The Impact of Sickness Absenteeism on Productivity: New Evidence from Belgian Matched Panel Data
Elena Grinza () and
Francois Rycx ()
No 51, Working papers from Department of Economics and Statistics (Dipartimento di Scienze Economico-Sociali e Matematico-Statistiche), University of Torino
We investigate the impact of sickness absenteeism on productivity by using rich longitudinal matched employer-employee data on Belgian private firms. We deal with endogeneity, which arises from unobserved firm heterogeneity and reverse causality, by applying a modified version of the Ackerberg et al's (2015) control function method, which explicitly removes firm fixed effects. Our main finding is that, in general, sickness absenteeism substantially dampens firm productivity. An increase of 1 percentage point in the rate of sickness absenteeism entails a productivity loss of 0.24%. Yet, we find that the impact is much diversified depending on the categories of workers who are absent and across different types of firms. Our results show that sickness absenteeism is detrimental mainly when absent workers are high-tenure or blue-collar workers. Moreover, they show that sickness absenteeism is harmful mostly to industrial firms, high capital-intensive companies, and small- and medium-sized enterprises. This overall picture is coherent with the idea that sickness absenteeism is problematic when absent workers embed high levels of firm/task-specific (tacit) knowledge, when the work of absent employees is highly interconnected with the work of other employees (e.g., along the assembly line), and when firms face more limitations in substituting temporarily absent workers.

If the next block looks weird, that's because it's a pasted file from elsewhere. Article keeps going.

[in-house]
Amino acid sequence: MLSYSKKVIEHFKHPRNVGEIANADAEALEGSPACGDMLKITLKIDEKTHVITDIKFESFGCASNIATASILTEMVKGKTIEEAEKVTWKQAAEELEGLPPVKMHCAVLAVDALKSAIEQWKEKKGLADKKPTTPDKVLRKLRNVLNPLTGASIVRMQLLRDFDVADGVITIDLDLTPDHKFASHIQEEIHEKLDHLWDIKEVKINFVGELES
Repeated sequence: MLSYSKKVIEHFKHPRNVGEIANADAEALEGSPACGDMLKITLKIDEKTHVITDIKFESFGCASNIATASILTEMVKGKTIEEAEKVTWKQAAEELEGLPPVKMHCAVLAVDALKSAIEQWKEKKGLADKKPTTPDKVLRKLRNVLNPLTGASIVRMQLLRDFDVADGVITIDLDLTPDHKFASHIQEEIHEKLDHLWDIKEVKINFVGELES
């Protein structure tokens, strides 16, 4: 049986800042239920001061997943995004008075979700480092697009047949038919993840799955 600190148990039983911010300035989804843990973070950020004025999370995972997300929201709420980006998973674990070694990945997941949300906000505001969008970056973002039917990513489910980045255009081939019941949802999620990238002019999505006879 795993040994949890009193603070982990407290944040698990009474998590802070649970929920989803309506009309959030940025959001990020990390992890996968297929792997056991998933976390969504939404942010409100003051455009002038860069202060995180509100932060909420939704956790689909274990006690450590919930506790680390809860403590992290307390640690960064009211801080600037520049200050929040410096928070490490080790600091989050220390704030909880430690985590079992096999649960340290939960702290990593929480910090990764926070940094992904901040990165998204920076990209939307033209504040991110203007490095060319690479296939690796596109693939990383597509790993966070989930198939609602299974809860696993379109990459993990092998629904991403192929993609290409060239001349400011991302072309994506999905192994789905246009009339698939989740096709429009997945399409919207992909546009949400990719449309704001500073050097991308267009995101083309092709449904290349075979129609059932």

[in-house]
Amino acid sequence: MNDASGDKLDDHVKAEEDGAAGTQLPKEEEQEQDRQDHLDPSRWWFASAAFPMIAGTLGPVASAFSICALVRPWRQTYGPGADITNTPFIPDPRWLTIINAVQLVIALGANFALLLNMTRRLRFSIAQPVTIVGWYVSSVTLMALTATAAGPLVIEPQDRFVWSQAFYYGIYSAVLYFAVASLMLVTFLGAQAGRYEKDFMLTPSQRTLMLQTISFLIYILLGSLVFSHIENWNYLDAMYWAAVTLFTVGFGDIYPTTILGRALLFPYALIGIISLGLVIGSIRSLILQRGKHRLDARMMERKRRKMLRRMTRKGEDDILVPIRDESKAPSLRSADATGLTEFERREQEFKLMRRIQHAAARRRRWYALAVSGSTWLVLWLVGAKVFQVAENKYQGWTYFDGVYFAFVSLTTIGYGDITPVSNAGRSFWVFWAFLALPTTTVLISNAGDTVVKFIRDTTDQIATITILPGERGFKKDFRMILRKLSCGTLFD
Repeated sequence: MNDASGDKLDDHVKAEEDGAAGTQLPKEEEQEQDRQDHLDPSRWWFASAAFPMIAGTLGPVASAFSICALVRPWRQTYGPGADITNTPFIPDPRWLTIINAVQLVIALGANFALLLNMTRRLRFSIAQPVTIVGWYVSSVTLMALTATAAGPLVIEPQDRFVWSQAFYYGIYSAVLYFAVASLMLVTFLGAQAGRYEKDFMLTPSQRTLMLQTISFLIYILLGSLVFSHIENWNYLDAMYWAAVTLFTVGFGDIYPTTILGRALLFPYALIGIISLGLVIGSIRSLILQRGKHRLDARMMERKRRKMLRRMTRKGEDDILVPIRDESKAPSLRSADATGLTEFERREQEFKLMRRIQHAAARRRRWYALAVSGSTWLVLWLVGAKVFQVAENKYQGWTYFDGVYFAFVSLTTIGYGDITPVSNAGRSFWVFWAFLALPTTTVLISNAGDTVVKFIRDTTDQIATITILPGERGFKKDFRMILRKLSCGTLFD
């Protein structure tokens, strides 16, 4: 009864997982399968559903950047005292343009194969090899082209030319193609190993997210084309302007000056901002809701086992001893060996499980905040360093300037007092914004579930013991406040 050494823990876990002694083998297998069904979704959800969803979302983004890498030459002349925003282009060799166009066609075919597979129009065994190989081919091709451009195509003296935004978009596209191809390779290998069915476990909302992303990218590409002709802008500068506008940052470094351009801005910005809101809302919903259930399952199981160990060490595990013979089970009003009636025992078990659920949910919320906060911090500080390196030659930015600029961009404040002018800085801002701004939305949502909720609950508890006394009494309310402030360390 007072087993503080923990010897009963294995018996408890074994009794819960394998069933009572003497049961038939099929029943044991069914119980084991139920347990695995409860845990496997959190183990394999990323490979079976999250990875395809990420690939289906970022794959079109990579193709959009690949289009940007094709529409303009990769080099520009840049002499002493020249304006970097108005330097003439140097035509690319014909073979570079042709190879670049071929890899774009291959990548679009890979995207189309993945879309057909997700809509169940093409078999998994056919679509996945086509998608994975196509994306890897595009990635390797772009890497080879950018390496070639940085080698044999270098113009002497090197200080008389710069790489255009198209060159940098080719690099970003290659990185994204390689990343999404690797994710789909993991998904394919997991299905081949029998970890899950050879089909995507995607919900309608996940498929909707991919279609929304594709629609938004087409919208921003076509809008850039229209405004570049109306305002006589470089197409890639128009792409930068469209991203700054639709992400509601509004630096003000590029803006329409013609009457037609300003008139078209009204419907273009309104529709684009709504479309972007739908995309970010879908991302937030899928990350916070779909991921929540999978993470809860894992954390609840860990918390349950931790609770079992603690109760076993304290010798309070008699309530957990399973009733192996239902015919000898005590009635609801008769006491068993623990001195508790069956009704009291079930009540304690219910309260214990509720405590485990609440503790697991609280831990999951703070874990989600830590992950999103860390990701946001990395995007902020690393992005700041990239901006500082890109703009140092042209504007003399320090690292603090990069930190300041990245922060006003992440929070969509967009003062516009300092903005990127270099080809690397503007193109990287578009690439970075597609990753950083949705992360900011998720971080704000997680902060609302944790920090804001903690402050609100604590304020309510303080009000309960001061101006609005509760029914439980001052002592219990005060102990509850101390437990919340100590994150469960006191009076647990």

Keywords: Sickness absenteeism; firm productivity; semiparametric methods for estimating production functions; longitudinal matched employer-employee data. (search for similar items in EconPapers)
JEL-codes: D24 M59 I15 (search for similar items in EconPapers)
New Economics Papers: this item is included in nep-bec, nep-eff, nep-eur, nep-hea, nep-hrm, nep-lma and nep-sbm
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Working Paper: The Impact of Sickness Absenteeism on Productivity: New Evidence from Belgian Matched Panel Data (2018)
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